With the help of nanotechnology, interventionalists might soon be able to create an immediate and permanent percutaneous arteriovenous fistula that has patency and maturation rates comparable to or better than surgically created fistulas, a multicenter trial shows.
"Despite the arteriovenous fistula being the preferred route of access for hemodialysis, somewhere from 40% to 60% of patients still receive dialysis through a central venous catheter," said Jeffrey Hull, MD, from the Richmond Vascular Center in Virginia.
But "catheters have markedly higher morbidity and mortality rates than arteriovenous fistulas," he pointed out.
"So we developed an ultrasound-guided, percutaneous arteriovenous fistula for hemodialysis using tissue fusion, a nanotechnology that welds the collagen fibers of the artery and veins together in an immediate and permanent connection," he told Medscape Medical News. "The procedure takes, on average, 23 minutes."
The Ellipsys Vascular Access System, from Avenu Medical, was designed to replace the sutured anastomosis and create a fistula in the proximal radial artery, which is normally quite well preserved in patients requiring hemodialysis. By connecting the artery and the vein, surgeons create a low-resistance circuit, so that the rate of flow can be increased approximately 10 times.
"To do this procedure, patients are given either conscious sedation or a block. We access the cubital vein just below the elbow," Dr Hull explained. Operators travel down that vein, under ultrasound guidance, to the artery, and cross into the artery to engage the arterial wall.
A sheath is then introduced and a thermal resistance anastomosis device is advanced between the artery and the vein, where it clamps them together and fuses the tissue. When the jaws of the device close, the anastomosis is complete, the device is removed, and the puncture wound is covered with a bandage.
To assess the efficacy and safety of the device, Dr Hull, an interventional radiologist, and seven interventional nephrologists who had never created a fistula before conducted the procedure in office-based settings on an outpatient basis.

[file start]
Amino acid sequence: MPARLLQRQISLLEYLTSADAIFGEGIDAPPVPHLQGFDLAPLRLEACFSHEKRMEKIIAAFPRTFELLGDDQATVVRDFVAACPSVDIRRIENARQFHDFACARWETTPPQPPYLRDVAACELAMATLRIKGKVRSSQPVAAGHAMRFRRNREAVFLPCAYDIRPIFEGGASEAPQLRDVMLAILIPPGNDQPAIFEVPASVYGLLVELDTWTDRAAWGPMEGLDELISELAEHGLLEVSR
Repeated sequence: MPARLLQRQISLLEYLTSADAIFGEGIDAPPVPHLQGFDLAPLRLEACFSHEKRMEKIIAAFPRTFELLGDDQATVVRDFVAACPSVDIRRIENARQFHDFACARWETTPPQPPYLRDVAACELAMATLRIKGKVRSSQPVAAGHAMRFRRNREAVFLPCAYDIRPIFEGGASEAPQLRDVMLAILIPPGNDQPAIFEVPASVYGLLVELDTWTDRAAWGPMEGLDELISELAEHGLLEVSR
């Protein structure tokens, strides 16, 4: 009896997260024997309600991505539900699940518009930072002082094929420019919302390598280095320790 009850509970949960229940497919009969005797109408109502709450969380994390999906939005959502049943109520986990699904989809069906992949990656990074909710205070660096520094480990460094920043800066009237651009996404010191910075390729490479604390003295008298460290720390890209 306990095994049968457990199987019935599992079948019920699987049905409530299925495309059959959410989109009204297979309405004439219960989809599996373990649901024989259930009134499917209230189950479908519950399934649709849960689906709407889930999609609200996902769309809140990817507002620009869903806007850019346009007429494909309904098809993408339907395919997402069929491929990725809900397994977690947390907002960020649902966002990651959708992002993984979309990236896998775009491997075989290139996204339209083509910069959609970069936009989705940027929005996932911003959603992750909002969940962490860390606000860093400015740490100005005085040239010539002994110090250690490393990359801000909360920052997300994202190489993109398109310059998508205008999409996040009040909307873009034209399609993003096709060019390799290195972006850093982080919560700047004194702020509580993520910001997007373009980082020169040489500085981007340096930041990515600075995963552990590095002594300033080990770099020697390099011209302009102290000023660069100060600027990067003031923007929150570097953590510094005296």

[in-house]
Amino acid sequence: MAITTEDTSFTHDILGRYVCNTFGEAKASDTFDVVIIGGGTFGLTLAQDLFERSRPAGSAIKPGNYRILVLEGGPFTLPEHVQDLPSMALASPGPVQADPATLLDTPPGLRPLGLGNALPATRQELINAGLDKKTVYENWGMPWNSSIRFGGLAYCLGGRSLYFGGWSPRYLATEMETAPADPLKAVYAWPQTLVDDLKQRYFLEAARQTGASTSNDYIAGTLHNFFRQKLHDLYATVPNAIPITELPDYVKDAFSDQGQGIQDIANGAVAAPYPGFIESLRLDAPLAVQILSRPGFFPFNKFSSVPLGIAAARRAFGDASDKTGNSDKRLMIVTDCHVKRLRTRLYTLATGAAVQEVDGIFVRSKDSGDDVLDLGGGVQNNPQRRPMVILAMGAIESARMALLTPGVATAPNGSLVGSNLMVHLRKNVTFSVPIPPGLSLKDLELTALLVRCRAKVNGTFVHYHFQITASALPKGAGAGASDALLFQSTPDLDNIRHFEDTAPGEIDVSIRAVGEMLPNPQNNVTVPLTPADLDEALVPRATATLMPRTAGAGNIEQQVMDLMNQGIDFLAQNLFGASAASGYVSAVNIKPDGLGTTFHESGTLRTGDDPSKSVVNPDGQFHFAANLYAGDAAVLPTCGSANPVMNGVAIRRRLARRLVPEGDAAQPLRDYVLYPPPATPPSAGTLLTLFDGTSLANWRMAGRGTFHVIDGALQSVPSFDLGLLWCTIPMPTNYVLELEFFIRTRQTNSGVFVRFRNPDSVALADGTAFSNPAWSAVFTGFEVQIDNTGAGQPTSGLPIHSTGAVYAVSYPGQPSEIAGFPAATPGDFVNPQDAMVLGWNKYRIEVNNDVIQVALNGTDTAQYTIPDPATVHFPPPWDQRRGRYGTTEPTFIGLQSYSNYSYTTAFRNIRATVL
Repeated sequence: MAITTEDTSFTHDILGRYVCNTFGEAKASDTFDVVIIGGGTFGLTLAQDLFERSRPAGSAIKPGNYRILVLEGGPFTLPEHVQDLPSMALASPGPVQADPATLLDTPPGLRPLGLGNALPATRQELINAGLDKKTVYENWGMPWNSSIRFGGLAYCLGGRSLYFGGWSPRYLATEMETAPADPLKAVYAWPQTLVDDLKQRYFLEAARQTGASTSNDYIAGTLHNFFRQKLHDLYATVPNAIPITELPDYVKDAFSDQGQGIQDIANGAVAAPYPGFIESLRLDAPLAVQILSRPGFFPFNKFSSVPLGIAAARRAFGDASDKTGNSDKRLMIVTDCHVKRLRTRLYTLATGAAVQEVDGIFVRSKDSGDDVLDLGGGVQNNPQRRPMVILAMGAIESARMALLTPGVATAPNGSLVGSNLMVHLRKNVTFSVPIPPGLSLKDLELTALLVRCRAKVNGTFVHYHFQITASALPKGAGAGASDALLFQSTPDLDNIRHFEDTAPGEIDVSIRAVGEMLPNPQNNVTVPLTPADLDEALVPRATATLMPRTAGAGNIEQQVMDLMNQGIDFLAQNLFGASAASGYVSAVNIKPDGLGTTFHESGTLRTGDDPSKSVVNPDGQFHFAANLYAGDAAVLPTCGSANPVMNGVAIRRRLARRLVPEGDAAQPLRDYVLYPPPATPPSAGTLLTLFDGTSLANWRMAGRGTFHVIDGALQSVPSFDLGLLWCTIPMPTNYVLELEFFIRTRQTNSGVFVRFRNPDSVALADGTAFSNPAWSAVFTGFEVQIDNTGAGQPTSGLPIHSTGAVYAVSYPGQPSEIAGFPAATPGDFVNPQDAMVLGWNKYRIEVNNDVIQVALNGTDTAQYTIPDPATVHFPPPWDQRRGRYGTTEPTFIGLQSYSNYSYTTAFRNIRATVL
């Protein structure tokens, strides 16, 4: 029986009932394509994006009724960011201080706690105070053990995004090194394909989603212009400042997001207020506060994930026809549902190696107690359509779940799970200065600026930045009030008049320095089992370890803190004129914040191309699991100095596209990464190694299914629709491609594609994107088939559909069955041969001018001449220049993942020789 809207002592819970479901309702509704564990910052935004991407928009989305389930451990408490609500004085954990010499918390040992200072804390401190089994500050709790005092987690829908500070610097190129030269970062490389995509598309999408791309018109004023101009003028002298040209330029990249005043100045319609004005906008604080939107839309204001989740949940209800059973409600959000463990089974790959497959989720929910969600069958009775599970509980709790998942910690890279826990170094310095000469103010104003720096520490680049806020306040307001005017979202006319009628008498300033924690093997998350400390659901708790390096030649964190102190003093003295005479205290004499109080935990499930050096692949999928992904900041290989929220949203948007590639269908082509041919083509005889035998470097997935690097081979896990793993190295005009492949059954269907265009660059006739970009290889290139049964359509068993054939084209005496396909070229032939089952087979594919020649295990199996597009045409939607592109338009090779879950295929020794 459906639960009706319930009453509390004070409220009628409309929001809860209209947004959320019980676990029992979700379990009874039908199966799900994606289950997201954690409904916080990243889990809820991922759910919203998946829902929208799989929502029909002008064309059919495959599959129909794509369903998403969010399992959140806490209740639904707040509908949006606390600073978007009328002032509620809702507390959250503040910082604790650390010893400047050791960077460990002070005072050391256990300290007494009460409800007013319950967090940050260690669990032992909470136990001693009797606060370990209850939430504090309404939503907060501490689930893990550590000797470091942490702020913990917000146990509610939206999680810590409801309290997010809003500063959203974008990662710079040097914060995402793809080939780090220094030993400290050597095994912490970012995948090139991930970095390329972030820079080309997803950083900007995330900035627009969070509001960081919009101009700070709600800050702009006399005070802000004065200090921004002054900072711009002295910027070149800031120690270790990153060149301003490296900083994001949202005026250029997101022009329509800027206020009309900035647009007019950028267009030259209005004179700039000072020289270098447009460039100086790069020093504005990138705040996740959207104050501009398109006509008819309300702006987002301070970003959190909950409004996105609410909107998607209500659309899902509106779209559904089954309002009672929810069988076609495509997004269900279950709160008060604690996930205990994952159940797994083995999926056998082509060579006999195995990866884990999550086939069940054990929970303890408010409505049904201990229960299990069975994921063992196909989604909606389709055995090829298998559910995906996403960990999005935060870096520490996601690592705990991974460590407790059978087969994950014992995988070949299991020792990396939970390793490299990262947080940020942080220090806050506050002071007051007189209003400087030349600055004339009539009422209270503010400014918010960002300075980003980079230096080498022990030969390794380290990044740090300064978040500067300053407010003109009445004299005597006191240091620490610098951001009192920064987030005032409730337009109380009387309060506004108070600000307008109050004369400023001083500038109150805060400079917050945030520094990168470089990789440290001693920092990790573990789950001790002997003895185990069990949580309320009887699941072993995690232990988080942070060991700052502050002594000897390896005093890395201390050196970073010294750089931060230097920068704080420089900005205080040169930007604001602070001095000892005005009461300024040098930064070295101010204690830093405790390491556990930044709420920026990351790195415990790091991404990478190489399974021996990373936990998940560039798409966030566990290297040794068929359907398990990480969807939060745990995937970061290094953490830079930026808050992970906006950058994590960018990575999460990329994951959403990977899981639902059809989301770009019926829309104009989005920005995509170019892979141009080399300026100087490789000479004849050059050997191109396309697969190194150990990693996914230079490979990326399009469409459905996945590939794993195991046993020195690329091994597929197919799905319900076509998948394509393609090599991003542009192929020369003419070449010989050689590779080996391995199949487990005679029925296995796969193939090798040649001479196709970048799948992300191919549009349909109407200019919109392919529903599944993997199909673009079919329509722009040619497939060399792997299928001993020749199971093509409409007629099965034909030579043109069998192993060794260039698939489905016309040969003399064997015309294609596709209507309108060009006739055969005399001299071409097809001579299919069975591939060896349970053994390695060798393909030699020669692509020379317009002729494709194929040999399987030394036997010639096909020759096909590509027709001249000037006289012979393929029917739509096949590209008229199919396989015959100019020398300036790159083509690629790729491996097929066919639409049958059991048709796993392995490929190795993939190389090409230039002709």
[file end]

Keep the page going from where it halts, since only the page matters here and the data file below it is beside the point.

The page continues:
Dr Hull presented results from the intent-to-treat population — 107 patients who were on dialysis or about to start — here at Kidney Week 2017.
The anatomic requirements for the percutaneous approach are the same as for the surgical approach — an artery and a vein 2 mm in diameter — plus an outflow vein 2 mm in diameter where patients will receive dialysis is required.
"We had excellent technical success: 95% of patients got a fused anastomosis," Dr Hull reported.
The cephalic vein was the target vein for dialysis in almost three-quarters of the patients and, aside from a few exceptions, the basilica vein was the target for the rest.
"All patients required one of a number of maturation procedures," Dr Hull noted. "But these fistulas have all the benefits of a surgical proximal radial artery fistula, including preserving veins and multiple outflow options."
The primary efficacy end point — standard brachial artery flow of at least 500 mL/min and a target vein of at least 4 mm in diameter — was achieved in 86% of patients (P = .0001). There were no device-related serious adverse events.
Average blood flow at 90 days was 1000 mL/min. Average time to needle cannulation was 100 days, which is less than the standard 136 days with a surgically created arteriovenous fistula.
Cumulative patency was 87% at 12 months, which compares favorably with reports in the literature for surgically created arteriovenous fistulas.
Functional patency — a measure of how well the fistula works once a patient starts using it — was over 90%.
One advantage of the new procedure, aside from little or no infection risk, is that patients with stage 4 chronic kidney disease are often reluctant to undergo the surgery they need to create an arteriovenous fistula.
"At stage 4, patients often don't feel that bad, so we think that patient acceptance of the percutaneous route will be better," Dr Hull said.
The other main advantage to the percutaneous approach is that patients are guaranteed a continuum of care.
"I do your mapping in the office with ultrasound, which tells me if you have the right kind of arteries and veins for the procedure, and then we schedule the procedure and release you for dialysis," he explained.
"Patients see the same person; they don't have to go to the hospital to see the surgeon or the cardiologist to get ready for surgery. We are cutting out a huge amount of cycle time for patients," Dr Hull pointed out.
A large proportion of dialysis patients have poor vascular circulation, which makes achieving a functional arteriovenous fistula difficult, said session cochair Janice Lea, MD, professor of medicine at Emory University in Atlanta.